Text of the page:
19-year MFD veteran retires
In 1994, when Lt. Wayne Sawtelle was a rookie, firefighters wore white canvas bunker gear. You could tell how long someone had been with the department by how dark the black patina covering their gear was. His first day on the job, a fire broke out at the Sutherland coal plant.
“I was happy to get that gear dirty the first day,” he said. “With brand new gear, you stick out like a sore thumb.”
Now, more than 19 years later, Sawtelle is set to retire from the Marshalltown Fire Department. However, it wasn’t his choice. After a review, the state handed down the mandate Friday.
Sawtelle has been having problems with blurry vision and dizziness. He has sought diagnostic expertise at the Mayo Clinic. However, his declining health has rendered him unable to continue performing as a firefighter.
It’s difficult to be forced into retirement, but at least it’s on a more positive note, said Marshalltown Fire Chief Steve Edwards. Edwards said the fire department has already submitted its promotion list to the Civil Service Commission as well as its new hire list.
“It puts a void in our department, especially when it’s one from the officer’s ranks,” he said. “We will move forward. All of us like to think that when we leave, things will fall apart, but actually it’s not. Our people are going to be here.”
Sawtelle has been working light duty, helping with inspections, but the state has deemed that he is no longer fit for duty. The news was a hard pill to swallow, he said.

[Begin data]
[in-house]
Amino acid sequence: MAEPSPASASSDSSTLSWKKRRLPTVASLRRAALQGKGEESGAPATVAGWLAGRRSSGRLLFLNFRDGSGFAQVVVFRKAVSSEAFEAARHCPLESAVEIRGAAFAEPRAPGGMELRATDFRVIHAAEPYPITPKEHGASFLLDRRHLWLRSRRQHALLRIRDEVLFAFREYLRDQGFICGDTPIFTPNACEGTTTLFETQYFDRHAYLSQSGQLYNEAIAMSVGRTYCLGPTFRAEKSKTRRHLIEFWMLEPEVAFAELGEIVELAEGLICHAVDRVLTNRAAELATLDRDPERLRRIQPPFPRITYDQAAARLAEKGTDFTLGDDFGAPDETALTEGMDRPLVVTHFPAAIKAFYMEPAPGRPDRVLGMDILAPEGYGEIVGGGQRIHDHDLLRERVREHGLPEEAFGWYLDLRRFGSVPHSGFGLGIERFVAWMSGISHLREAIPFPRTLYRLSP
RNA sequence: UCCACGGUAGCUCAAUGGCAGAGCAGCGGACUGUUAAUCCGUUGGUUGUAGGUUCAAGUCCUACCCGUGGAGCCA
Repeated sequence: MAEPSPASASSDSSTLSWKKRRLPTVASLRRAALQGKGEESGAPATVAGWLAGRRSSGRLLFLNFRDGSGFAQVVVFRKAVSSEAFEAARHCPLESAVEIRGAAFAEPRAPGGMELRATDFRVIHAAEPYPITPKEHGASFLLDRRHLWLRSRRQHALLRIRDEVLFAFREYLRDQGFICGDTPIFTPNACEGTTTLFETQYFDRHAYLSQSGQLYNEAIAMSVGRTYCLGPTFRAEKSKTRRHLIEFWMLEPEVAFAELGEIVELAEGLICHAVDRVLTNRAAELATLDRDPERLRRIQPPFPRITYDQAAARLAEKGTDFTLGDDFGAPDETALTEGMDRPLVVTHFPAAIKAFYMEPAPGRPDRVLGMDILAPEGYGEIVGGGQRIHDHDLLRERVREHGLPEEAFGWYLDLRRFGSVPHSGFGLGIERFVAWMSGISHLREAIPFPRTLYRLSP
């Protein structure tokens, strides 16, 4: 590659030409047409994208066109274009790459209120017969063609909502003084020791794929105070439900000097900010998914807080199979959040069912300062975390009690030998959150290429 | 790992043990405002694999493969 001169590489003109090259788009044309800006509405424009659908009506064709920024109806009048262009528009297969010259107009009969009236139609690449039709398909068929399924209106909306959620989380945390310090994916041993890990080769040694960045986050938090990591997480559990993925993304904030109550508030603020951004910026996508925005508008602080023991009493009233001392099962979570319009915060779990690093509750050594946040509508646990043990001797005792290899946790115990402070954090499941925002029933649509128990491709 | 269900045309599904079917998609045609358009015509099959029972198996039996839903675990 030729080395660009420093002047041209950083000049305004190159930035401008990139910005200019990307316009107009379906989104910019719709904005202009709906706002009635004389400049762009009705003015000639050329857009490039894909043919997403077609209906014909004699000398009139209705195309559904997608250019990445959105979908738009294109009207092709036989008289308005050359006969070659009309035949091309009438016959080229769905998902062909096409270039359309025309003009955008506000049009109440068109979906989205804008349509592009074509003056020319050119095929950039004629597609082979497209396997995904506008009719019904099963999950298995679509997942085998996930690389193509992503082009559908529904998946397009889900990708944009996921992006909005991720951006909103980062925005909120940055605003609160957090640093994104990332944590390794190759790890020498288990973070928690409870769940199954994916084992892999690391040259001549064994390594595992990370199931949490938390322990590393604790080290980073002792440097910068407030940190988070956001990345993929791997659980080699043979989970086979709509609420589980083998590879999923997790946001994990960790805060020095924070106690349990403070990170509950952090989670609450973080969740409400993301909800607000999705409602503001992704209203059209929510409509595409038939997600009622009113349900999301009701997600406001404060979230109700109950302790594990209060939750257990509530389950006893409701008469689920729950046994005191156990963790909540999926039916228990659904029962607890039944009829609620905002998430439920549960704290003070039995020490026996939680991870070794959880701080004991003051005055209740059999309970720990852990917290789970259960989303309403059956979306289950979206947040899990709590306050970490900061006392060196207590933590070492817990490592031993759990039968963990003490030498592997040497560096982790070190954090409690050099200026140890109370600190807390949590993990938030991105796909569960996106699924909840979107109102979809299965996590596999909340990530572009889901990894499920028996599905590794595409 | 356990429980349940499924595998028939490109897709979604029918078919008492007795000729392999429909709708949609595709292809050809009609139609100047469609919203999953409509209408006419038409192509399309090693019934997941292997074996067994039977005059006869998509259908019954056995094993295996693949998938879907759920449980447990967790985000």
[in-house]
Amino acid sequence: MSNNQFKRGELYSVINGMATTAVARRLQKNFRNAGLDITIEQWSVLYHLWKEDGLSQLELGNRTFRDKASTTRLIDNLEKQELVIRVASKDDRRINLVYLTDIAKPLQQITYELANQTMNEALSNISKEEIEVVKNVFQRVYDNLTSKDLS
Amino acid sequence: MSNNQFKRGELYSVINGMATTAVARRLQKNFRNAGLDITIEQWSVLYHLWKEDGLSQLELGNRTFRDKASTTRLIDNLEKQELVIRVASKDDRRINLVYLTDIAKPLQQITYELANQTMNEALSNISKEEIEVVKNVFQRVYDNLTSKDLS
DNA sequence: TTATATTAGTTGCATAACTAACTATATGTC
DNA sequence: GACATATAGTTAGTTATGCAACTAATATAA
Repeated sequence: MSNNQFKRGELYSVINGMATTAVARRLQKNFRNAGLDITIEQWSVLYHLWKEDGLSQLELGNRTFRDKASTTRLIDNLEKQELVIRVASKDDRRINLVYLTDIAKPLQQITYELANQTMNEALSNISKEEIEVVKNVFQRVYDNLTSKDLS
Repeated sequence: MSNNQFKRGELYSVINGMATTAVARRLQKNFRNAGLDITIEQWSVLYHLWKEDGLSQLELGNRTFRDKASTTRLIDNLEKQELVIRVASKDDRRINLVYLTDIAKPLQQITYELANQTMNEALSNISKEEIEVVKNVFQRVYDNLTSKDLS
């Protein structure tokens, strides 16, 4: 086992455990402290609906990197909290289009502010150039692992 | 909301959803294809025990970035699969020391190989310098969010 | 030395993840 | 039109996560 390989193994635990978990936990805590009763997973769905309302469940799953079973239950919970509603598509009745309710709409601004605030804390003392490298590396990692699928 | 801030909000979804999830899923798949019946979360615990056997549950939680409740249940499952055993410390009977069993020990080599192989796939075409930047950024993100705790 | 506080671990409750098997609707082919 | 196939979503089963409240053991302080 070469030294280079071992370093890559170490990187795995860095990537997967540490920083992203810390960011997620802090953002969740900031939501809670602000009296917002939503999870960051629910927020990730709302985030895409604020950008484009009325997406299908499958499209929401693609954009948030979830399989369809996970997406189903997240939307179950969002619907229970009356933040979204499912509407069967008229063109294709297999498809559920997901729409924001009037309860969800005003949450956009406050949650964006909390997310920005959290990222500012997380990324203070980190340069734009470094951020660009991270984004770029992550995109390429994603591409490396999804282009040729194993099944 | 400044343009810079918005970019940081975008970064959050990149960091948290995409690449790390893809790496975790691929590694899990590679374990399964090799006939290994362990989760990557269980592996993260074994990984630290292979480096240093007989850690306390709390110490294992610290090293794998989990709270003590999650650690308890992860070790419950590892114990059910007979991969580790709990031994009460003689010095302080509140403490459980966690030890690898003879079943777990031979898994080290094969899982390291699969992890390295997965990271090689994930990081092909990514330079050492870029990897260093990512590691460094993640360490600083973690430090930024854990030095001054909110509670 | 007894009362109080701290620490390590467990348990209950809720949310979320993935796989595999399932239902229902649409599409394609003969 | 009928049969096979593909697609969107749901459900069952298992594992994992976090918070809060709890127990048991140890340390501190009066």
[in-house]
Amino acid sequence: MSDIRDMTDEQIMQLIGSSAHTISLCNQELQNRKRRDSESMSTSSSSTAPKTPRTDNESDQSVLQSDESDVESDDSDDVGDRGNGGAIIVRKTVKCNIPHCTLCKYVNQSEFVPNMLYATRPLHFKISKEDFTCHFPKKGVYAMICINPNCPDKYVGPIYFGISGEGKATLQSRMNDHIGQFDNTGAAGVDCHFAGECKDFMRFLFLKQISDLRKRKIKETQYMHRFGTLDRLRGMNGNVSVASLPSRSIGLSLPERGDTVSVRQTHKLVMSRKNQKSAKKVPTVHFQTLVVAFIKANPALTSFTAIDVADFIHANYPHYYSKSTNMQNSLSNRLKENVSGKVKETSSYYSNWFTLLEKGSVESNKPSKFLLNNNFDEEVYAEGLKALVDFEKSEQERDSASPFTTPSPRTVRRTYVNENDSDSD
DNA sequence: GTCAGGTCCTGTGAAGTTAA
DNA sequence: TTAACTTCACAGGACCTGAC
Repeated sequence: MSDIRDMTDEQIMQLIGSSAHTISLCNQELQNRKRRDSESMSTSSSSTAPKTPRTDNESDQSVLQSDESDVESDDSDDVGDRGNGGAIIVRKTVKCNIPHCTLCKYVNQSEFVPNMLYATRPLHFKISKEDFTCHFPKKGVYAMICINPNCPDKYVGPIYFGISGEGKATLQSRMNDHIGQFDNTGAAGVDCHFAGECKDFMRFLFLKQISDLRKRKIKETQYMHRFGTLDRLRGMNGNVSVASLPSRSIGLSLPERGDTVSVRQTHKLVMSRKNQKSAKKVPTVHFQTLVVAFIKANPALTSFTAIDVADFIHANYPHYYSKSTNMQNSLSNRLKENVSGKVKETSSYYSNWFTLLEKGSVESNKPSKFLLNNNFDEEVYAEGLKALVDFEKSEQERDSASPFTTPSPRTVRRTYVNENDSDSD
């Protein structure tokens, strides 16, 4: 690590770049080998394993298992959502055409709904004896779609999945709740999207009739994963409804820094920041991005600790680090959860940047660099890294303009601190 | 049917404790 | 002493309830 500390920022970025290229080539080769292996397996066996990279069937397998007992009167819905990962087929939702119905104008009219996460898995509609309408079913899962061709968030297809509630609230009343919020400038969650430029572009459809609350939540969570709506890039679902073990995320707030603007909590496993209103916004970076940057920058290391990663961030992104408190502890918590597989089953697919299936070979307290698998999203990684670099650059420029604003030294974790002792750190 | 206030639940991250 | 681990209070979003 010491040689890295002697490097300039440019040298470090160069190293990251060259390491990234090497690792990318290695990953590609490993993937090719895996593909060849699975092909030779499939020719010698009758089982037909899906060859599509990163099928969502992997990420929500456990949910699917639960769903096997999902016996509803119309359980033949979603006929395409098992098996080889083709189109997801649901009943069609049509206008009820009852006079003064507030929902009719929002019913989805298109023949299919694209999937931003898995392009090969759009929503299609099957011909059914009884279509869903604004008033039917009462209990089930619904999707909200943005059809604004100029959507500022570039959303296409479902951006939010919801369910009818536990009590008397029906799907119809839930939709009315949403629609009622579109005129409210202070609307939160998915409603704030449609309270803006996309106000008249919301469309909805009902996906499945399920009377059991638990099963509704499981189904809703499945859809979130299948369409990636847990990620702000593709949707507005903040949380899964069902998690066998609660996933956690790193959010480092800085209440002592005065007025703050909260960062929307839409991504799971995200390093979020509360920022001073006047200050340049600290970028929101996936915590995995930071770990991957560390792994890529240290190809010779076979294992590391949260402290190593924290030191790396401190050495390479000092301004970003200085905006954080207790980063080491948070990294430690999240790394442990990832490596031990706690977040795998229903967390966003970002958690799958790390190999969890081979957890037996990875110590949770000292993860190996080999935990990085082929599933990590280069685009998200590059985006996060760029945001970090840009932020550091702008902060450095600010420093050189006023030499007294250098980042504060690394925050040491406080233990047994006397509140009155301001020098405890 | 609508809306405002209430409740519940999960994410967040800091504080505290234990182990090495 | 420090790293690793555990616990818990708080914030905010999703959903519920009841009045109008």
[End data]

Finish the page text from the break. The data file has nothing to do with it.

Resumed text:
Edwards said Sawtelle has done well to pass on his wealth of experience to those who have worked beneath him. Although the state’s announcement that Sawtelle would retire came suddenly, he said the department will adapt.
In Sawtelle’s nearly two decades at the MFD, there have been many things – for better and for worse – that he will never forget. Because a large portion of the fire department calls are calls for EMS service, Sawtelle said many of the calls that stick out in his mind are those the ended with a child’s death.
“I can see the kids’ faces,” he said.
On the more positive side, he said he will carry the camaraderie he forged with his fellow workers onward into retirement. He said it’s what he will miss the most. It’s hard to walk away from people with whom he has spent so much time. Because firefighters work 24 hours straight then take 48 hours off, it’s not like a typical 40-hour-a-week job. He has slept in the bunk next to them. He has eaten dinner with them. He has played basketball with them.
His involvement with the firefighters union, acting as its vice president where he worked with the legislature, is also a point of pride for Sawtelle.
But with his retirement imminent, Sawtelle can begin thinking about spending more time with his wife of 35 years, Ann, and his two daughters, ages 24 and 28. He said he plans to remain active in the public service forum.
The MFD will hold a retirement reception 10 a.m. to noon Thursday at the fire house, 107 S. First Ave. The public is invited to come enjoy some cake, punch and coffee and say goodbye to Sawtelle and welcome him to retirement.